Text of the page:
The current HIV-1 pandemic is caused by at least nine subtypes (termed A through K) and an increasing number of recombinant forms. There has been a large skew in research focus on subtype B, which is the most prevalent subtype in the Western world. We study the transcriptional promoter in the long terminal repeat (LTR). Each subtype has a specific LTR promoter configuration and even minor changes in the transcription factor-binding sites (TFBS) or their rearrangement can have a significant impact on cell tropism and pathogenicity. For the HIV-1 subtypes, the LTR promoter variation could contribute to differences in proviral latency. Such differences in latency properties may have an impact on the establishment of viral reservoirs and the inability to clear the virus by therapeutic intervention.
Latency remains a formidable barrier towards virus eradication as therapeutic attempts to purge these reservoirs have been unsuccessful. The pool of latent proviruses is established early during infection and forms a steady source of proviral DNA that can last a lifetime in infected individuals.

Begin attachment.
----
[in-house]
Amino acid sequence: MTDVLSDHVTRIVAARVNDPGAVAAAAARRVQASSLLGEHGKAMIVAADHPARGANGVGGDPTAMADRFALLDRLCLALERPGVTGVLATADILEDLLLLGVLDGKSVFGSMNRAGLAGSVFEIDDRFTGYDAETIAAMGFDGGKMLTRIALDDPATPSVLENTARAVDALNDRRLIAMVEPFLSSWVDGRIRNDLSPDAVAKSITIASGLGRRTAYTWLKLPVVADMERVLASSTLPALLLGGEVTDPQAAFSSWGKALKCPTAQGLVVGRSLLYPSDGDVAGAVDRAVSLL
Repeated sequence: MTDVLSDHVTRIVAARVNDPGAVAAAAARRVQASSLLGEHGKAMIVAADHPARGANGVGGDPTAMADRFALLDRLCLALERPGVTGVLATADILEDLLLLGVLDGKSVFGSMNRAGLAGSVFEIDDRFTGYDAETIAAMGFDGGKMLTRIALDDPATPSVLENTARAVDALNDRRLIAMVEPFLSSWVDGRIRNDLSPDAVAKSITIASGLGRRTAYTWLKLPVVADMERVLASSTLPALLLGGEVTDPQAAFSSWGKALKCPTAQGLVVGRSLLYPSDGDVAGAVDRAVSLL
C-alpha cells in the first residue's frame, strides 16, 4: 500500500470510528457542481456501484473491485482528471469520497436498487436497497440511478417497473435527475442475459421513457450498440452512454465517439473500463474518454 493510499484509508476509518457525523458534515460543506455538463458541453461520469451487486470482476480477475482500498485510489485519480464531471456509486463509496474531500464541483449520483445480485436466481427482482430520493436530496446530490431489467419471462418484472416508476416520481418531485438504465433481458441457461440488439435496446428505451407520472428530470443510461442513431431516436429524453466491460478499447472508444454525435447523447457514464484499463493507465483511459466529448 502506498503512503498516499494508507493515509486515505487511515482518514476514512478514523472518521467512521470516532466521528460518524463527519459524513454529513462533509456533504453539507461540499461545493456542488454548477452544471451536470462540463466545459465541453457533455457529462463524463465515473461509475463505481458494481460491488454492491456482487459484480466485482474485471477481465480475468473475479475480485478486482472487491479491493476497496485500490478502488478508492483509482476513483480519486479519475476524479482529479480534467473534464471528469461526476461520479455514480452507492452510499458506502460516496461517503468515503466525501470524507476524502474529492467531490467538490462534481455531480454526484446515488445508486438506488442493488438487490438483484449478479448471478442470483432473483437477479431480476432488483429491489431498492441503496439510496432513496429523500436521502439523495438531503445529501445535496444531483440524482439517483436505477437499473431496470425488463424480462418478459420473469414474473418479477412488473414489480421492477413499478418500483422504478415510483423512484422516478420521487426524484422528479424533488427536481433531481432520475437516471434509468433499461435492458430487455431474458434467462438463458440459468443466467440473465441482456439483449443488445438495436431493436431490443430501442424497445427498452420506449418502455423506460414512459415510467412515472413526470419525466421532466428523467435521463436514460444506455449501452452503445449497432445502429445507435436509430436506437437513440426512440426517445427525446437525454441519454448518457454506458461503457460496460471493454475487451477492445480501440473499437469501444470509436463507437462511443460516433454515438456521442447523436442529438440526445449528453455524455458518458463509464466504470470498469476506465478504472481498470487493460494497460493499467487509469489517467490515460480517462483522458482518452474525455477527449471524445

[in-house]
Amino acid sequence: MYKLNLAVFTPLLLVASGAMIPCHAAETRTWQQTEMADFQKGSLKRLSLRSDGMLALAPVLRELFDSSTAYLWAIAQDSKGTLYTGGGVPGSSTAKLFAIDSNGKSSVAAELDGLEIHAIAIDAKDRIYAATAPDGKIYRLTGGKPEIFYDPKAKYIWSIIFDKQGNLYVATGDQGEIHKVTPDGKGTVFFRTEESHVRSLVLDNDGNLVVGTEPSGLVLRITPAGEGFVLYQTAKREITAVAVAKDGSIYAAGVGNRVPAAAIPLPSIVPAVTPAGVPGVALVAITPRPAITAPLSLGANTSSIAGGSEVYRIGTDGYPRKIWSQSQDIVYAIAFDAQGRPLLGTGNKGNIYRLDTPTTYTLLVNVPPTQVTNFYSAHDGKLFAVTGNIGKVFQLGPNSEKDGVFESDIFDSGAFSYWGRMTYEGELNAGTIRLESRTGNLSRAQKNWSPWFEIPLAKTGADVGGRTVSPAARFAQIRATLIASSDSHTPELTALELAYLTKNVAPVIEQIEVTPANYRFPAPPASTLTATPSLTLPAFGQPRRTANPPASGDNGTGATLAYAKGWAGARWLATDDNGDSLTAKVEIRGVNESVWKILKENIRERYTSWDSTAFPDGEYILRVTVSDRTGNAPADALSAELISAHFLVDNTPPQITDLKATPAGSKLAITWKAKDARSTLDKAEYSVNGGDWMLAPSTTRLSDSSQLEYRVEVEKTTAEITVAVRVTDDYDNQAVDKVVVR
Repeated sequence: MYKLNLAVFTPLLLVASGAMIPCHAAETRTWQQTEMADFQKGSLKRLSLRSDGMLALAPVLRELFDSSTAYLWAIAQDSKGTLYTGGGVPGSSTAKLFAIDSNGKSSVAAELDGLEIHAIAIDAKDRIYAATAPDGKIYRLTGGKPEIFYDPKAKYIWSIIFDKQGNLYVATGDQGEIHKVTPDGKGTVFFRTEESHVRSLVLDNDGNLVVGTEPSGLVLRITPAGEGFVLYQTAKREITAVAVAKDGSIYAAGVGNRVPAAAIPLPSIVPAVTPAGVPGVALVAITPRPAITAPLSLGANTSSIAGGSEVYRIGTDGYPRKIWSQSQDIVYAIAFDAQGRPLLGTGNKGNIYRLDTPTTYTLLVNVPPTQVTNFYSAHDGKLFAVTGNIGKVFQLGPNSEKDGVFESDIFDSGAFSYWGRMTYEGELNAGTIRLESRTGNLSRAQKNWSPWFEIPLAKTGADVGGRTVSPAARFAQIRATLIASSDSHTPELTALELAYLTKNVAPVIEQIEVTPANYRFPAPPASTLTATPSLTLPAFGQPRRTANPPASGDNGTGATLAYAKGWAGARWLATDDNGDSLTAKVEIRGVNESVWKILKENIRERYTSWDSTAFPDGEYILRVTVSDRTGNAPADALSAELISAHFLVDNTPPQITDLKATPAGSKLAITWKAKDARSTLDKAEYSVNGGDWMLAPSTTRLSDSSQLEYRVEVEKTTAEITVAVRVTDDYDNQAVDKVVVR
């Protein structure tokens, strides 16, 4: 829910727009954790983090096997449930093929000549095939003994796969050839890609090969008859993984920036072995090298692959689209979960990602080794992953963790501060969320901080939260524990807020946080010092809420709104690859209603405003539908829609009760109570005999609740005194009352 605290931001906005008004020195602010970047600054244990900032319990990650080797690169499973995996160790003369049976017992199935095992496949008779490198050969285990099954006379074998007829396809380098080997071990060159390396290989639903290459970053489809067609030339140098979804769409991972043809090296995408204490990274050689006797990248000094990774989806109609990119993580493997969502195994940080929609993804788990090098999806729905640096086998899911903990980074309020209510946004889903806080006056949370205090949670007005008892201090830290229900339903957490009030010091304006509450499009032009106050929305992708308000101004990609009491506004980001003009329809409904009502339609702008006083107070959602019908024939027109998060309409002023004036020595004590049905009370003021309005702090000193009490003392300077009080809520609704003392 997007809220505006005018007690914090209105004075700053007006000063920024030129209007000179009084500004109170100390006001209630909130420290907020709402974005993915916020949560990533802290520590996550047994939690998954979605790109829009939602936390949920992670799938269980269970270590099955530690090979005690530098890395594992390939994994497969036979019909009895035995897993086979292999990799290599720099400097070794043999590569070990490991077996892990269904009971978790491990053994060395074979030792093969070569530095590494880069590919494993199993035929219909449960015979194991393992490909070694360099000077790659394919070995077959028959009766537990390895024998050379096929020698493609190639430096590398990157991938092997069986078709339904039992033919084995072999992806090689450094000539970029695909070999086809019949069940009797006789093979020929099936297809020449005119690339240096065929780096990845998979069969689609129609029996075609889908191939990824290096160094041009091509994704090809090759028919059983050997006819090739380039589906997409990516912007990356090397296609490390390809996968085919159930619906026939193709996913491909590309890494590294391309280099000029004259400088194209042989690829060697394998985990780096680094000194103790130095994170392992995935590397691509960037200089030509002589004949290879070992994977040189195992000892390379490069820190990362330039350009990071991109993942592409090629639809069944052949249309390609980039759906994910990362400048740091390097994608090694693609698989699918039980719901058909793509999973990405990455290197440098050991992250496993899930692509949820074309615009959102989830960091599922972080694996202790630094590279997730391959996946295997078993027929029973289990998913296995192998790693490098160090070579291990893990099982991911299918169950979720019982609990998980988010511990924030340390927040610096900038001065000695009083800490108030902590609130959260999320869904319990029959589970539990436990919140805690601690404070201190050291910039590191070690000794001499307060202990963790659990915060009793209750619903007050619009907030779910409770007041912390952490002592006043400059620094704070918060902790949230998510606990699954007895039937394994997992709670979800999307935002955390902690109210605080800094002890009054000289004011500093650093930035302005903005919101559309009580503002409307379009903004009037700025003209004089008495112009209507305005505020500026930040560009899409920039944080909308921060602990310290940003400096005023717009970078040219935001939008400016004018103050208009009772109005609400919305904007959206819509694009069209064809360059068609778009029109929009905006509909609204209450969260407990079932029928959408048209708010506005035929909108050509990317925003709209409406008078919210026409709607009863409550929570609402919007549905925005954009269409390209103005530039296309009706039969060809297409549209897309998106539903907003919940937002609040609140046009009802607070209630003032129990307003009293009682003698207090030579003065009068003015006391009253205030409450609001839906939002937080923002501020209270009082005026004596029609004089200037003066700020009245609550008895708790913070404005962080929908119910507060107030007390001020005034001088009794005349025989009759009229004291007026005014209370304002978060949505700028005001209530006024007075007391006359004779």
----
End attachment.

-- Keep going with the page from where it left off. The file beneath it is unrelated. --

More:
We have demonstrated previously that there are differences in proviral latency properties between the subtypes, which are determined in part by the LTR promoter. Most interesting was the observation that subtype AE combined higher basal transcription (-Tat) with reduced proviral latency. The naturally occurring replacement of an NFkB for GABP site was partially responsible for this AE-specific latency phenotype. Another transcription factor that may contribute to the increased basal transcription of subtype AE is AP-1, which is present in subtype AE but absent in subtype B. We generated luciferase constructs with and without this AP-1 site in both subtype LTR backbones to determine the influence of AP-1. The luciferase constructs contain the core promoter region with all major TFBS (e.g. NFkB and Sp1 sites). Results obtained with these reporter constructs will be presented.